How Gon vs Hisoka Changes The Meaning Of Strength In Hunter X Hunter

It's the first FIGHT SCENE FRIDAY, y'all!



Here it is, the first edition of FIGHT SCENE FRIDAY! Last week, I asked y'all to vote for the inaugural anime brawl that would kick off the column and thousands of you (26 percent of the votes) went for Gon vs Hisoka from Hunter x Hunter. So let's dive into what makes this fight so great! And remember, at the end of this article, there's a poll for next week's fight scene. So make sure to vote and I hope you find this week's fight to be as interesting as I do!




On paper, Gon vs Hisoka from Episodes 35-36 of Hunter x Hunter fits into quite a few fight scene categories: It's a "Newbie vs Experienced Fighter," a "Slightly Confused Protagonist vs Villain That's Obsessed With The Protagonist," and a "Larger Guy vs Smaller Dude" kind of fight all rolled into one. As it plays out in the anime, you see things happen that definitely help check off these boxes. Gon zipping around and throwing punches with his shorter limbs definitely brings to mind original Dragon Ball matches where Goku would often be waist-high to his opponent. And watching Hisoka's satisfied confidence in not moving a step while Gon tries in futility to hit him is reminiscent of many anime battles where a young hero was in over their head in a duel.


But Gon vs Hisoka stands apart because (spoilers) Hisoka's eventual victory isn't totally due to him just being more powerful than Gon. This isn't a case of Gon wanting to win and coming back after grinding and leveling up a bit to even the score. No, Hisoka's advantage is due to his confident knowledge of applying his strength in the context of the competition and the nature of his opponent. It's the knowledge that only sheer experience can give you. 


Hisoka, Hunter x Hunter


Gon is a crafty fighter, flipping the stone at Hisoka so that he can distract him long enough to land a hit. But his inexperience hurts him when it comes to playing the long game. Hisoka is constantly throwing off Gon, first with his admittance that he hadn't taken a step, then by lecturing Gon on the types on Nen users, then by questioning Gon about the Bungee Gum. He even plays with Gon's head when, lost in euphoric thought over Gon getting stronger, Gon lands quite a few hits on him (though he's probably not even meaning to). For most of the fight, Gon is either rushing forward to hit Hisoka when he finds an opening or trying to evade him. Gon's strategy is all reactionary. And he hasn't been in enough fights to know how to properly counter.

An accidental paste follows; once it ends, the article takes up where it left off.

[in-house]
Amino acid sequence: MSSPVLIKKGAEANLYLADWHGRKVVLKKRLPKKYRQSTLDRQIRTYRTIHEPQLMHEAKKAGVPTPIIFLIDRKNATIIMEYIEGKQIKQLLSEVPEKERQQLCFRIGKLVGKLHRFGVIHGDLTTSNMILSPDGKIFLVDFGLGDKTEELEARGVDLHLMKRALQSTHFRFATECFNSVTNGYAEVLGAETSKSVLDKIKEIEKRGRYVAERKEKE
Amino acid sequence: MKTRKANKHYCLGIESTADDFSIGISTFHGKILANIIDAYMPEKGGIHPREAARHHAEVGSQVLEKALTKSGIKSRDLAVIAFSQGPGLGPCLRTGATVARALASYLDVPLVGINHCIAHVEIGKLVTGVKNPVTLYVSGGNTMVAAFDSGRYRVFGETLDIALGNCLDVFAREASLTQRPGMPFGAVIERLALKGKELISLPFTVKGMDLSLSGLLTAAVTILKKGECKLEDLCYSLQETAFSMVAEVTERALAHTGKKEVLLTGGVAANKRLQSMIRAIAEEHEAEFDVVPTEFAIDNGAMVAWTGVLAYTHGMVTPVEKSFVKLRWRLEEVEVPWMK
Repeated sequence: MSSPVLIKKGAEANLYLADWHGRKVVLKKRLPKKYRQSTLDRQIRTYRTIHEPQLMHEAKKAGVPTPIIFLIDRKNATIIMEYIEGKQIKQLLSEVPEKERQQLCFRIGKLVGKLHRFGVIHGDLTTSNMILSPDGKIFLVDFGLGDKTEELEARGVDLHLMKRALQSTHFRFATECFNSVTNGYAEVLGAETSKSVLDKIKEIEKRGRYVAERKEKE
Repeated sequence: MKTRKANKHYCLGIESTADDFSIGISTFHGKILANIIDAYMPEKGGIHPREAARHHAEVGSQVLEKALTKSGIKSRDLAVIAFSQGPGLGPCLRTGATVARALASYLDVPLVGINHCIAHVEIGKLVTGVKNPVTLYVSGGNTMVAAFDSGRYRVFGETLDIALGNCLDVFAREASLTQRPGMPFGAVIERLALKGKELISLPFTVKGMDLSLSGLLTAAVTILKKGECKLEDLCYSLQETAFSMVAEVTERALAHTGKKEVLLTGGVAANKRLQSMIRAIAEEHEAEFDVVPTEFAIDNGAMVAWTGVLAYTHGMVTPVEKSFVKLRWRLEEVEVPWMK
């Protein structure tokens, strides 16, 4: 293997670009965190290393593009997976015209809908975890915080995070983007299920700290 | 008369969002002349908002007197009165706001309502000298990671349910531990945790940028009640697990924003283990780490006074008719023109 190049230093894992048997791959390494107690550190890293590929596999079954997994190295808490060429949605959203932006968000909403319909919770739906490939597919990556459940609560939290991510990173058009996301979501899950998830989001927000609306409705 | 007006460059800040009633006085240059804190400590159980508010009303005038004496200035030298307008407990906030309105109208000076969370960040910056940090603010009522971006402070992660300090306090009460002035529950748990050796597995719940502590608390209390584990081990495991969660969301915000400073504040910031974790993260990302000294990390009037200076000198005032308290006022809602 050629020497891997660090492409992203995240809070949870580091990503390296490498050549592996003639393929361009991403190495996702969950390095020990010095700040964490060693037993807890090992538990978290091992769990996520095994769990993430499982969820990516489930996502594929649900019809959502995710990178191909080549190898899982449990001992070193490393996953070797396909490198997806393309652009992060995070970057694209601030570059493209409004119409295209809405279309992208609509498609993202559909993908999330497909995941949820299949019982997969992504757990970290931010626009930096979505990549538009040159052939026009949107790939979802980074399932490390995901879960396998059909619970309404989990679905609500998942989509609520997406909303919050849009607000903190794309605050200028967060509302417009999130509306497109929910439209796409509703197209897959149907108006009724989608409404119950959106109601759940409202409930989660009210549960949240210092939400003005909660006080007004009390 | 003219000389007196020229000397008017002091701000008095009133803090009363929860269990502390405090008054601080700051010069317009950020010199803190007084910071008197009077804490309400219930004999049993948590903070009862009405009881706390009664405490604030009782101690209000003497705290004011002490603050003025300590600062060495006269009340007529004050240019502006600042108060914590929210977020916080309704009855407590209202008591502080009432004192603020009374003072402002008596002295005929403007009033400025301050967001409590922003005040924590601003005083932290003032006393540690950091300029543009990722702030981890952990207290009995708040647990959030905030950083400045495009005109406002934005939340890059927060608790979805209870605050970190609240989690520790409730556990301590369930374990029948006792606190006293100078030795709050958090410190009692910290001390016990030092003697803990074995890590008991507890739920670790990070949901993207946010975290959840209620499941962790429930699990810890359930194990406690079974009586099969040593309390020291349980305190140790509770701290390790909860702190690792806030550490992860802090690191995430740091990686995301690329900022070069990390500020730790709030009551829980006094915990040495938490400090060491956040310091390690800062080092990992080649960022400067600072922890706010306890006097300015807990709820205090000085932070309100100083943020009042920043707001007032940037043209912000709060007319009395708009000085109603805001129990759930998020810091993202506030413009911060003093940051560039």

Another component that adds to this is the referee, scoring each opponent on the amount of critical hits they get and awarding Hisoka many more points because he feels that the fight may become "dangerous" and he wants to end it quickly. This helps in destabilizing Gon, as just after he admits to himself that he's scared, he argues with the referee over his knockdown decision, claiming that one of Hisoka's blows did not have the impact that the ref claims it did. No matter what Gon does, he's never able to be on his game.


Gon, Hunter x Hunter


Yoshihiro Togashi, the creator of Hunter x Hunter, is well known for introducing these kinds of elements in fights. In his previous work, Yu Yu Hakusho, the Dark Tournament arc became a classic because of the attention Togashi paid to why and how the characters were fighting. It was more than just: "I have this power and you have that power, so let's see how they clash." There were different emotional states and different strategies and different attitudes toward specific characters that kept everything energetic and fascinating. He's a master of taking shonen formulas and tinkering with the details so that you're kept on your toes, all while the big moves remain satisfyingly awesome. 


In Hunter x Hunter, might is useless unless you're able to wield it properly, and being the most powerful means more than just delivering an especially dramatic-looking laser or punch attack. So Gon's loss is never one that will be avenged by becoming stronger, but rather by becoming someone who knows how to use their strength.


Vote for the next FIGHT SCENE FRIDAY below:



 What's your favorite fight in Hunter x Hunter? What did this fight mean to you? Let me know in the comments!





Daniel Dockery is a Senior Staff Writer for Crunchyroll. Follow him on Twitter!


Do you love writing? Do you love anime? If you have an idea for a features story, pitch it to Crunchyroll Features!






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